TransUnion is has released their forward looking statement on credit card delinquencies. If their analysis holds, demand for debt relief services should remain at current levels with no jump in sight.
Although the forecasts are trending upwards and showing a slow loading of the future pipeline for debt relief help with balances expected to increase and more sub-prime cards being issued.
Credit card delinquency rates (the ratio of bankcard borrowers 90 days or more delinquent on one or more of their credit cards) are expected to remain relatively low throughout 2013, increasing slightly from 0.83% in Q4 2012 to 0.87% in Q4 2013. Between 2000 and 2011, the credit card delinquency rate has averaged 1.24% during the fourth quarter. In the 51 quarters since Q1 2000, the credit card delinquency rate has only been below the 0.90% threshold 10 times.
“The credit card delinquency rate continued to remain low in 2012 after reaching its lowest level since 1994 in the second quarter of 2011,” said Steve Chaouki, group vice president in TransUnion’s financial services business unit. “We expect much of the same in 2013 as consumers have come to rely on their credit cards for liquidity with continued high unemployment rates and a stagnant economy.
“It should be noted that we have seen credit card delinquencies drift somewhat higher in the last year. Some of this can be attributed to the fact that credit card delinquencies were so low, that at some point they were bound to increase. A more significant factor may be that credit card originations have been increasing in the last few years, and with that increase we have seen non-prime borrowers receive not only more credit cards, but also comprise a larger share of new credit cards.”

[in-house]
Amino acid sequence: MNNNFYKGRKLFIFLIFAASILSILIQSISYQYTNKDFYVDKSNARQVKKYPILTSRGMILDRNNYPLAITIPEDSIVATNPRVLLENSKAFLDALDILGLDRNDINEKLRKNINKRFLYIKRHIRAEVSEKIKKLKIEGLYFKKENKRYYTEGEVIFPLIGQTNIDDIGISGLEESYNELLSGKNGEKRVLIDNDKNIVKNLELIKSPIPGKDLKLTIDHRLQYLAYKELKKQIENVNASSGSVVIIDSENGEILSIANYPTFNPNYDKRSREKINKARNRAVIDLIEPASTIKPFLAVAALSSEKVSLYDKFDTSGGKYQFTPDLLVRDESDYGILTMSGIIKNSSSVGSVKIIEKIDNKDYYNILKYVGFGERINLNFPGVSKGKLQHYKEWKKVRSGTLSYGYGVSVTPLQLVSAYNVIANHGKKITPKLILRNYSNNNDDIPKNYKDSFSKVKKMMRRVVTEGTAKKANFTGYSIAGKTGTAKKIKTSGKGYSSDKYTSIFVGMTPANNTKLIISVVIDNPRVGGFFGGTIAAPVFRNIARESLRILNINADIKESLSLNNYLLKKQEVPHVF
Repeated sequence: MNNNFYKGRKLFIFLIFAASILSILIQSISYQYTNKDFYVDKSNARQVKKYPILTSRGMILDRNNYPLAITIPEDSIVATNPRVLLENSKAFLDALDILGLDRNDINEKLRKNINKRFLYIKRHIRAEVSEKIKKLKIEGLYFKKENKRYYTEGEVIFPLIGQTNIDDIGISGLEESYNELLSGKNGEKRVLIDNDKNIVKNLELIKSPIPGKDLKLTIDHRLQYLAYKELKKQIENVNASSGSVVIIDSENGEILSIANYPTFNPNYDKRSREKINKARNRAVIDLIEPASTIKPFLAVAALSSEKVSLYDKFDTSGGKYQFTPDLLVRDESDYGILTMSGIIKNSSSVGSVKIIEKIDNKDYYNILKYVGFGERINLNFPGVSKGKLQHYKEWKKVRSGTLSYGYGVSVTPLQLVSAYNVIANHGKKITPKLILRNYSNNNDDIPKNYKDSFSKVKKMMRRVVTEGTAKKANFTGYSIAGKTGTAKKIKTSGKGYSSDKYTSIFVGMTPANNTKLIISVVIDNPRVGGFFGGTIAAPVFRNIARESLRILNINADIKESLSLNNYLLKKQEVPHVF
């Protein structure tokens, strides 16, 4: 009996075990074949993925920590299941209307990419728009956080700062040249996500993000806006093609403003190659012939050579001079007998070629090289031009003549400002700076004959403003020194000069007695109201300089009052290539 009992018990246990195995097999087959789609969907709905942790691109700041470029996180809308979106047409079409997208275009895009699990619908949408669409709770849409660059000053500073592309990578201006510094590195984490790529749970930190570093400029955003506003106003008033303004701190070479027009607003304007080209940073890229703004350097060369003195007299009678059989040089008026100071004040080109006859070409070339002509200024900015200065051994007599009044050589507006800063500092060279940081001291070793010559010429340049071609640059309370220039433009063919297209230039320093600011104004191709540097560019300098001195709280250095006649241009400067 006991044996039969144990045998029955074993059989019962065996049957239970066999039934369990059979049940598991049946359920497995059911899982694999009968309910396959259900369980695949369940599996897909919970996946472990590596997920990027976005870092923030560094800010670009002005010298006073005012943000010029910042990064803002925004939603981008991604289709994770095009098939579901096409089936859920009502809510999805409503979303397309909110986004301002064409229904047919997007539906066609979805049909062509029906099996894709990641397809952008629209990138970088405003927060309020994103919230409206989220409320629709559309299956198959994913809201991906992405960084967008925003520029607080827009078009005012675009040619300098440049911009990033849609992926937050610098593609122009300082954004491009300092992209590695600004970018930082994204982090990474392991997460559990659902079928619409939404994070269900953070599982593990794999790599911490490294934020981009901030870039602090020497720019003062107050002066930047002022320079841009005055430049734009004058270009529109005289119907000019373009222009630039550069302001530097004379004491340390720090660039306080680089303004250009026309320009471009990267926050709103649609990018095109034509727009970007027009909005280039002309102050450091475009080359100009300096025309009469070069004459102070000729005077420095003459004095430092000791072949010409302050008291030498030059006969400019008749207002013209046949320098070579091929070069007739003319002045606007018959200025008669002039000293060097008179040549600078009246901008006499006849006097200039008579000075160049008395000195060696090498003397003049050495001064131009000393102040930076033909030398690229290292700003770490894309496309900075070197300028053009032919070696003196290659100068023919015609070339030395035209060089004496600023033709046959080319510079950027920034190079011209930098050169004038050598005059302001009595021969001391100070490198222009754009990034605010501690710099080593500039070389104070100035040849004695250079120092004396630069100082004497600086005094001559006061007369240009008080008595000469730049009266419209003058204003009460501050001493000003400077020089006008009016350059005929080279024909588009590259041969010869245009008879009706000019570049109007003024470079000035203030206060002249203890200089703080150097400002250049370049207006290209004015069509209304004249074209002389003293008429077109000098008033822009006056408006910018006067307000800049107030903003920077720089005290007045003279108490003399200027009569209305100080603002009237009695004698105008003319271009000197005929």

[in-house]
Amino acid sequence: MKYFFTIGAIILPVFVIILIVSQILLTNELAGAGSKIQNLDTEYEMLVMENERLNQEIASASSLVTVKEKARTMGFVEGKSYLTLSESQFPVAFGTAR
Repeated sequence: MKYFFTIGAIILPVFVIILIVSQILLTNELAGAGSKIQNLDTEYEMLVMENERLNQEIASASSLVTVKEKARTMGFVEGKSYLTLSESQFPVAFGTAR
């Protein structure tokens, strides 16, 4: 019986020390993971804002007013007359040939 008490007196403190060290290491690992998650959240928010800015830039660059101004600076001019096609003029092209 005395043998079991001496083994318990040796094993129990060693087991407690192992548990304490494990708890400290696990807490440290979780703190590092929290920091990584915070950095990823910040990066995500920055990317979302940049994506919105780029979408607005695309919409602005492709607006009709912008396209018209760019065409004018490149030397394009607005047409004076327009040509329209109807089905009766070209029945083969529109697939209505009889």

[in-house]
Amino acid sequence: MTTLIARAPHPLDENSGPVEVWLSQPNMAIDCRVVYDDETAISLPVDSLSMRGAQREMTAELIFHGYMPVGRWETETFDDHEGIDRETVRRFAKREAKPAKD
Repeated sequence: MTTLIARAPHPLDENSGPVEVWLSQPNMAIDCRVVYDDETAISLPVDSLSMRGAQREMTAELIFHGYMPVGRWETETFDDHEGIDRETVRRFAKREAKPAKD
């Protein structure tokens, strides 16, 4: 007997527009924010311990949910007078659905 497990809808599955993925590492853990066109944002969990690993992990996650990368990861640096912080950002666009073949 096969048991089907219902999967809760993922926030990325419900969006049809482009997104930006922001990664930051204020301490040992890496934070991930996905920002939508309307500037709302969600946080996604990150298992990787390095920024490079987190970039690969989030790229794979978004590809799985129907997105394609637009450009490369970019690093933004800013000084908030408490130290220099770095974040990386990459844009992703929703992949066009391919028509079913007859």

The latest credit card origination data from TransUnion points to this increase in non-prime credit card borrowers. The share of non-prime, higher-risk originations (with a VantageScore® credit score lower than 700 on a scale of 501-990) was 29.55% in the second quarter of 2012, slightly higher than one year ago (29.28% in Q2 2011), and much higher than the 23.86% observed in Q2 2010.
Credit card debt per borrower, which has been relatively low since 2010, is expected to rise in the next year from its current $4,996 level (as of Q3 2012) to $5,050 in Q4 2012 and $5,446 at the end of 2013. This would be the highest credit card debt level since 2009. Average credit card debt per borrower peaked at $5,776 in Q1 2009.
Thirty-nine states and the District of Columbia are projected to see credit card delinquency increases in 2013 with only six experiencing declines. States expected to see the largest credit card delinquency increases in 2013 include Ohio (11.84%), Missouri (8.33%) and North Dakota 7.50%). However, all of these states still remain below their historic averages. The largest declines in 2013 are expected in Rhode Island (-7.59%), Montana (-5.88%) and Georgia (-5.21%).
Demand for Debt Help Expected to Remain at Current Levels Through 2013 by Steve Rhode
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